Case Name: Reis, et al. v. Tony C. Construction, et al.

Case No.: 2013-1-CV-241016

Defendants Tony C. Construction, Anthony Rivellini and T&M Construction (collectively, “Defendants”) move for an order compelling the further deposition of plaintiff Manuel Reis (“Reis” or “Plaintiff”).  Plaintiff moves for an order compelling the further deposition of defendant Anthony Rivellini (“Rivellini”).

  1. Factual Background

This action arises out of an accident at a construction site in a commercial building located at 1280 East San Fernando, San Jose.  On March 15, 2011, Reis was drilling holes for the installation of a parapet when the drill bit of a rotohammer he was using became struck in a concrete wall.  As a result, the base of the drill rotated and Reis fell off the roof, injuring himself.  Rivellini was listed as the general contractor on the permits issued by the City of San Jose for the work performed on the property.  Defendants are alleged to have intentionally misrepresented that Rivellini would act as general contractor and to have fraudulently obtained permits from the City of San Jose based on such misrepresentations.

On February 13, 2013, Reis and his wife filed a complaint against Defendants asserting claims for (1) negligence, (2) negligence per se, and (3) loss of consortium.  In May 2015, the Court heard and denied Defendants’ motion for summary judgment with respect to the complaint.  On August 28, 2015, Plaintiff filed a motion for leave to amend seeking to add a cause of action for fraud as well as a prayer for punitive damages in connection with that claim.  On September 29, 2015, the motion was granted, with Plaintiff ordered to separately file and serve his first amended complaint (“FAC”).  The amended pleading was filed on October 22, 2015, adding a fourth cause of action for “fraud, concealment, negligent misrepresentation, conspiracy to commit fraud.”  Defendants subsequently unsuccessfully demurred to this additional claim in the FAC in February 2016.  Their motion to strike Plaintiff’s request for punitive damages was denied at the same time.

  1. Discovery Disputes
  1. Defendants’ Motion to Compel

In January 2016, shortly after Defendants’ motion to strike Plaintiff’s request for punitive damages was denied, their counsel emailed opposing counsel requesting a date for a second deposition of Reis to question him about the “new cause of action.”  (Declaration of Kevin P. Cody in Support of Defendants’ Motion to Compel Further Deposition (“Cody Decl.”), ¶ 3 and Exhibit B.)  Plaintiff’s counsel indicated in his response that he would “start looking for dates.”  (Id.)  Thereafter, Defendants’ counsel wrote opposing counsel on a number of occasions in an effort to set up Reis’ deposition.  (Cody Decl., ¶¶ 4-9.)  On January 22, 2016, because he had not yet been provided with a date by opposing counsel, Defendants’ counsel sent a letter which included a notice of deposition setting the deposition for February 8th.  (Id., ¶ 4 and Exhibit C.) In the letter, counsel asked Plaintiff’s counsel to provide another date within a week or two of the selected date if it did not work for him.  (Id.)

In a follow up email sent on February 2, 2016, Defendants’ counsel inquired as to whether the deposition was going forward as noticed.  (Cody Decl., ¶ 5 and Exhibit D.)  Opposing counsel responded that it would not because he was in trial.  (Id.)  Consequently, Defendants’ counsel waited a month to inquire again about the deposition, sending another letter on March 16.  (Id., ¶ 6 and Exhibit E.)  Plaintiff’s counsel promised to respond to the substance of the letter, but did not do so until April 13, at which point Defendants’ counsel had already begun to prepare the instant motion to compel.  (Id.)  In a letter dated April 13th, Plaintiff’s counsel set forth certain conditions for a further deposition of Reis, including further depositions of Defendants and time and subject matter limitations.  (Id., ¶ 7 and Exhibit F.)  Defendants’ counsel responded the following day, stating that he would not agree to produce Rivellini for further deposition, and addressing the conditions regarding the length of deposition and the scope of the subject matter.  (Id., ¶ 8 and Exhibit G.)  He further stated that he would not file the motion until the following day in hopes that the parties could resolve their issues.  (Id.)  No further response from Defendants was received.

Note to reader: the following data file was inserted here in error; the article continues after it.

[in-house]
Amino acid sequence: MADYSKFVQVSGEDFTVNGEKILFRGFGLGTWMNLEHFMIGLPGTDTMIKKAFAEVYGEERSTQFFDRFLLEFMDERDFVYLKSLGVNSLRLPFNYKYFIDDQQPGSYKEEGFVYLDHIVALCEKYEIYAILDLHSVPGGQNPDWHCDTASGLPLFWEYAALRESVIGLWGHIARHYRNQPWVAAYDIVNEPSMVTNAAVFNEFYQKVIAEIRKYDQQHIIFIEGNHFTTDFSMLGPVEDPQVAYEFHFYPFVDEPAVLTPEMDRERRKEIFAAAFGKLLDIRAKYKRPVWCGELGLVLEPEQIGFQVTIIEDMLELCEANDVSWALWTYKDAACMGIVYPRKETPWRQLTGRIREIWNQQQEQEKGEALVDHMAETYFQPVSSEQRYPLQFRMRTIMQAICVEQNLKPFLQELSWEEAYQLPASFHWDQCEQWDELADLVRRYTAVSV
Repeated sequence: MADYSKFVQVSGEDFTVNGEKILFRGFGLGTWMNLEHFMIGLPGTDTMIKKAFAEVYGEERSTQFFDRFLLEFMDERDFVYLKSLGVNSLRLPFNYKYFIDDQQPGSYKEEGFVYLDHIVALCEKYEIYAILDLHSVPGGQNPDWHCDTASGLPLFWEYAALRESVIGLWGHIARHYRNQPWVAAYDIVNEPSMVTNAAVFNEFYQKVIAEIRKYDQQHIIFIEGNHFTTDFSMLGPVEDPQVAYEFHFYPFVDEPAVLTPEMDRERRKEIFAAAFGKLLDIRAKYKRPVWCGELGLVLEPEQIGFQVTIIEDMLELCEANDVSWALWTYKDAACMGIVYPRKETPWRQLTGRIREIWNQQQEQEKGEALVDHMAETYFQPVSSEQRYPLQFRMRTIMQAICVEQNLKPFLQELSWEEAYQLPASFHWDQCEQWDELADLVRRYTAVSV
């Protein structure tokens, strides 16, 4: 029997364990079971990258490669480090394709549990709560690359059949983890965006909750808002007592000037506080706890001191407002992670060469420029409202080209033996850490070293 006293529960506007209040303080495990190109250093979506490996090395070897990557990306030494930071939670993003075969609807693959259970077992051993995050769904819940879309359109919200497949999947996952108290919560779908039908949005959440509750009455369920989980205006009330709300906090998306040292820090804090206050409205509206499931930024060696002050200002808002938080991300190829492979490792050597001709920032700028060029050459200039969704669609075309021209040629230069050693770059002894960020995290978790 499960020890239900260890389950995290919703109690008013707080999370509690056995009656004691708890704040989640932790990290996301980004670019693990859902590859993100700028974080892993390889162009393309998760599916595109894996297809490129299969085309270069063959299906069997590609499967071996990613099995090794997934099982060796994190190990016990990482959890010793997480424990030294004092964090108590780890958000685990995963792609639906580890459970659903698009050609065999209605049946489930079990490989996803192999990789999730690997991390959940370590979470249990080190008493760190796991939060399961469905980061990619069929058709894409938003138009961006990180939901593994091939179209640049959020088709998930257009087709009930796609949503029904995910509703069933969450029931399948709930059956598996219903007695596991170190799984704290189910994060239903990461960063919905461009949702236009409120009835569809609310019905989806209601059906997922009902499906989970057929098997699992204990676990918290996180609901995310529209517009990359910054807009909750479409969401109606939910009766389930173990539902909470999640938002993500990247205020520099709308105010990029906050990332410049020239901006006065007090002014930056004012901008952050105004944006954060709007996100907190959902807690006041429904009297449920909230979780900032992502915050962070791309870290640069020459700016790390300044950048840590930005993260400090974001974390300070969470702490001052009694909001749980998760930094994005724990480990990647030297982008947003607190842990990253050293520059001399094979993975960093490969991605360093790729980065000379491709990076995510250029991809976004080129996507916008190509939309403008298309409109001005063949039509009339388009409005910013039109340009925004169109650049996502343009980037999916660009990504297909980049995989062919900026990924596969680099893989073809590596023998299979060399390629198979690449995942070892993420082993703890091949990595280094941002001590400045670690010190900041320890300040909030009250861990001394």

Consequently, on April 15, 2016, Defendants filed the instant motion to compel a further deposition of Reis.  On May 4, 2016, Plaintiff filed his opposition.  Defendants filed their reply on May 10, 2016.

  1. Plaintiff’s Motion to Compel

On March 16, 2016, in a letter sent to Plaintiff’s counsel regarding the need for a further deposition of Plaintiff, Defendants’ counsel advised that no further deposition of Rivellini would be considered because there was no basis for an additional session.  (Declaration of Eustace De Saint Phalle in Support of Motion to Compel Further Deposition (“De Saint Phalle Decl.”), ¶ 18 and Exhibit 4.)

On April 13, 2016, Plaintiff’s counsel stated that Plaintiff was amendable to an additional deposition of Reis, but only subject to certain temporal and subject matter limitations.  (De Sainte Phalle Decl., ¶ 19 and Exhibit 4.)  Counsel also requested that Defendants, including Rivellini, be made available for deposition.  (Id.)  In responding correspondence dated April 14, 2016, Defendants’ counsel stated categorically that no further deposition of Rivellini would be considered because at his prior deposition he had “explained exactly what transpired with the building department and the permit process.”  (Id., ¶ 20 and Exhibit 4.)

In additional meet and confer exchanges that followed, Plaintiff’s counsel explained that there were many issues related to the fraud claims added in the FAC that had not been covered in Rivellini’s first deposition in 2014, thereby necessitating a further deposition.  (De Saint Phalle Decl., ¶¶ 21, 22.)  On April 19, 2016, Plaintiff’s counsel sent a letter to opposing counsel outlining, among other things, Plaintiff’s need for a further deposition of Rivellini based on his new fraud claims, and the topics not covered at the initial deposition.  (De Saint Phalle Decl., ¶ 23 and Exhibit 4.)  Counsel requested that the parties meet and confer to arrive at an acceptable list of topics and time limits that would apply to any further party depositions related to the new fraud claims, and stated that Plaintiff would file a motion to compel a further deposition of Rivellini unless the parties could resolve their issues.  (Id.)

On April 21, 2016, Defendants’ counsel replied, refusing to produce Rivellini for a further deposition based on his contention that Plaintiff’s former counsel had questioned Rivellini “about all of the topics on which you now wish to re-depose him” at his prior deposition.  (De Saint Phalle Decl., ¶ 24 and Exhibit 4.)  Counsel further argued that because Plaintiff had “chosen to amend” the complaint, he was not entitled to further discovery of any new issues raises.  (Id.)